I love seeing a trend of large companies embracing open source projects, both from the business angle and understanding that open standards help everyone.
An Aerospace Coder Drags a Stodgy Industry Toward Open Source (via Wired) — see projects on GitHub.
Opening up Cosmos wasn’t an easy swallow for the aerospace industry. It’s historically closed-off: Big companies sell big-bucks programs, and people either shell out or cobble together their own kludgy systems. But a freely available, edit-able, enhance-able program has been a boon to researchers and businesses—anyone that can benefit from a robust system to point satellites and display their data.
AT&T Releasing Its Network Playbook into Open Source (via The Economist) — see projects on GitHub.
This is a big decision and getting it right is crucial… We want to build a community – where people contribute to the code base and advance the platform. And, we want this to help align the global industry.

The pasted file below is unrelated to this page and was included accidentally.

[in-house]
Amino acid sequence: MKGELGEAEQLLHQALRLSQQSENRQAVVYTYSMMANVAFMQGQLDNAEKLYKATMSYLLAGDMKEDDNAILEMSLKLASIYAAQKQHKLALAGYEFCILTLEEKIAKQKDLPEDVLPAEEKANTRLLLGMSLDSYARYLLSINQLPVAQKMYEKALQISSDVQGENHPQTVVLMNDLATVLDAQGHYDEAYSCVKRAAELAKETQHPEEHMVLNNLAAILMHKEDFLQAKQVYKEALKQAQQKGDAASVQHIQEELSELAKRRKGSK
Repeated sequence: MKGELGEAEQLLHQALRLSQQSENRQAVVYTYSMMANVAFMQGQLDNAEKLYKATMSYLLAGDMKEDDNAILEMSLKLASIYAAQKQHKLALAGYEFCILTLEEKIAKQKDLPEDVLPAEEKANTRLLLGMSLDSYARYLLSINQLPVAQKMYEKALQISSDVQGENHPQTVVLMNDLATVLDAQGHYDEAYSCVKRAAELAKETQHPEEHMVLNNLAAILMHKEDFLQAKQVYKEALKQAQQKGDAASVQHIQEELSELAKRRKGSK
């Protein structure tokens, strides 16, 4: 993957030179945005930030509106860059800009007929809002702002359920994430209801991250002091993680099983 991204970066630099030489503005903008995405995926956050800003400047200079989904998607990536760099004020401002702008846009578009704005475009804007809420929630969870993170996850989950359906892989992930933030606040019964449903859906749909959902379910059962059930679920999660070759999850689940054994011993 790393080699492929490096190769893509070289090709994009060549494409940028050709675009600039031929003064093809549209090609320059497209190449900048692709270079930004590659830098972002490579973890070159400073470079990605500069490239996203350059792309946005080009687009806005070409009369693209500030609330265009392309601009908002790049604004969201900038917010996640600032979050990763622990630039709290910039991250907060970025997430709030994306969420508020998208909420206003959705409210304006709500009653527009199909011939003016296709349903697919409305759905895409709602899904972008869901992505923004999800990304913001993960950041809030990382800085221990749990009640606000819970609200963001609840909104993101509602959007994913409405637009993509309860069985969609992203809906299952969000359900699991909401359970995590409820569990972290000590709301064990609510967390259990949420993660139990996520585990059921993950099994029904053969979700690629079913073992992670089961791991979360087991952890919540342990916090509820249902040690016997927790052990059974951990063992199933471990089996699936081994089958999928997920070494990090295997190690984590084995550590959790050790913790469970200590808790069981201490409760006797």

A Look into Calypso, a talk by Matías Ventura at WordCamp Europe 2016, is an engaging survey of the open source technology running the new WordPress.com publishing interface. Why it’s important, what it’s made of, the values and principles that guide it, and how to use it today for your own projects.
Links and resources mentioned in the video below. You can also download the slides (PDF, 10.4 MB).
These social rules from the Recurse (formerly Hacker School) community’s guidelines describe an excellent model for open source citizenship and interacting with others in a positive way.
These rules are intended to be lightweight, and to make more explicit certain social norms that are normally implicit. Most of our social rules really boil down to “don’t be a jerk” or “don’t be annoying.”
The list includes no feigning surprise, no well-actually, no back-seat driving, and no subtle isms.
What would we build if we were starting from scratch today, knowing all we’ve learned over the past 13 years of building WordPress?
Matt today officially announced the new WordPress.com: Dance to Calypso.
Today we’re announcing something brand new, a new approach to WordPress, and open sourcing the code behind it. The project, codenamed Calypso, is the culmination of more than 20 months of work by dozens of the most talented engineers and designers I’ve had the pleasure of working with (127 contributors with over 26,000 commits!).